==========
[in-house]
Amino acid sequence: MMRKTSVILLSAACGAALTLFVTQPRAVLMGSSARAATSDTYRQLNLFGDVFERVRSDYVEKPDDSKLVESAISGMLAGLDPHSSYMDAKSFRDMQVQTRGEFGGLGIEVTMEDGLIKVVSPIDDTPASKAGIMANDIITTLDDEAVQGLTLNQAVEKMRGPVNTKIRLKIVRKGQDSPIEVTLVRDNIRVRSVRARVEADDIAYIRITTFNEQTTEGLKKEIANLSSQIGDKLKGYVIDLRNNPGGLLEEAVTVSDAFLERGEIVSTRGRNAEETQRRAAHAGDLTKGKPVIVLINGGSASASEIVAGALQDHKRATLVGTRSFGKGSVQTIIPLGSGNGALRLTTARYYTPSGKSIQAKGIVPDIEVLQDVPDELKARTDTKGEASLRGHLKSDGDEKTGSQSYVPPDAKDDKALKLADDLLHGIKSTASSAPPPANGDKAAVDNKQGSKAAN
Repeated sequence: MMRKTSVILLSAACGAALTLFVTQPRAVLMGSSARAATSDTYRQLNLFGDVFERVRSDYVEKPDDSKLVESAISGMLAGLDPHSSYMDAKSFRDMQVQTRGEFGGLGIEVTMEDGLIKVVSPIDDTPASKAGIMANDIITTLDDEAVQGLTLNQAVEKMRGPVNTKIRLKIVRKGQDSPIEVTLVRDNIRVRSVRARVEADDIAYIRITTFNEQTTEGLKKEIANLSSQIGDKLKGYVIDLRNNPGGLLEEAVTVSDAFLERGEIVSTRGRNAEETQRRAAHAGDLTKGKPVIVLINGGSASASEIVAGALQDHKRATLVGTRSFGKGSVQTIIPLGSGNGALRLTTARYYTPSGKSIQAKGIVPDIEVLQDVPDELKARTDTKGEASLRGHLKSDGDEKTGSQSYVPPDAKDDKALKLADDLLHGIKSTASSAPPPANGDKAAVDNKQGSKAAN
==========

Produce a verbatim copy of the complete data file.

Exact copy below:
[in-house]
Amino acid sequence: MMRKTSVILLSAACGAALTLFVTQPRAVLMGSSARAATSDTYRQLNLFGDVFERVRSDYVEKPDDSKLVESAISGMLAGLDPHSSYMDAKSFRDMQVQTRGEFGGLGIEVTMEDGLIKVVSPIDDTPASKAGIMANDIITTLDDEAVQGLTLNQAVEKMRGPVNTKIRLKIVRKGQDSPIEVTLVRDNIRVRSVRARVEADDIAYIRITTFNEQTTEGLKKEIANLSSQIGDKLKGYVIDLRNNPGGLLEEAVTVSDAFLERGEIVSTRGRNAEETQRRAAHAGDLTKGKPVIVLINGGSASASEIVAGALQDHKRATLVGTRSFGKGSVQTIIPLGSGNGALRLTTARYYTPSGKSIQAKGIVPDIEVLQDVPDELKARTDTKGEASLRGHLKSDGDEKTGSQSYVPPDAKDDKALKLADDLLHGIKSTASSAPPPANGDKAAVDNKQGSKAAN
Repeated sequence: MMRKTSVILLSAACGAALTLFVTQPRAVLMGSSARAATSDTYRQLNLFGDVFERVRSDYVEKPDDSKLVESAISGMLAGLDPHSSYMDAKSFRDMQVQTRGEFGGLGIEVTMEDGLIKVVSPIDDTPASKAGIMANDIITTLDDEAVQGLTLNQAVEKMRGPVNTKIRLKIVRKGQDSPIEVTLVRDNIRVRSVRARVEADDIAYIRITTFNEQTTEGLKKEIANLSSQIGDKLKGYVIDLRNNPGGLLEEAVTVSDAFLERGEIVSTRGRNAEETQRRAAHAGDLTKGKPVIVLINGGSASASEIVAGALQDHKRATLVGTRSFGKGSVQTIIPLGSGNGALRLTTARYYTPSGKSIQAKGIVPDIEVLQDVPDELKARTDTKGEASLRGHLKSDGDEKTGSQSYVPPDAKDDKALKLADDLLHGIKSTASSAPPPANGDKAAVDNKQGSKAAN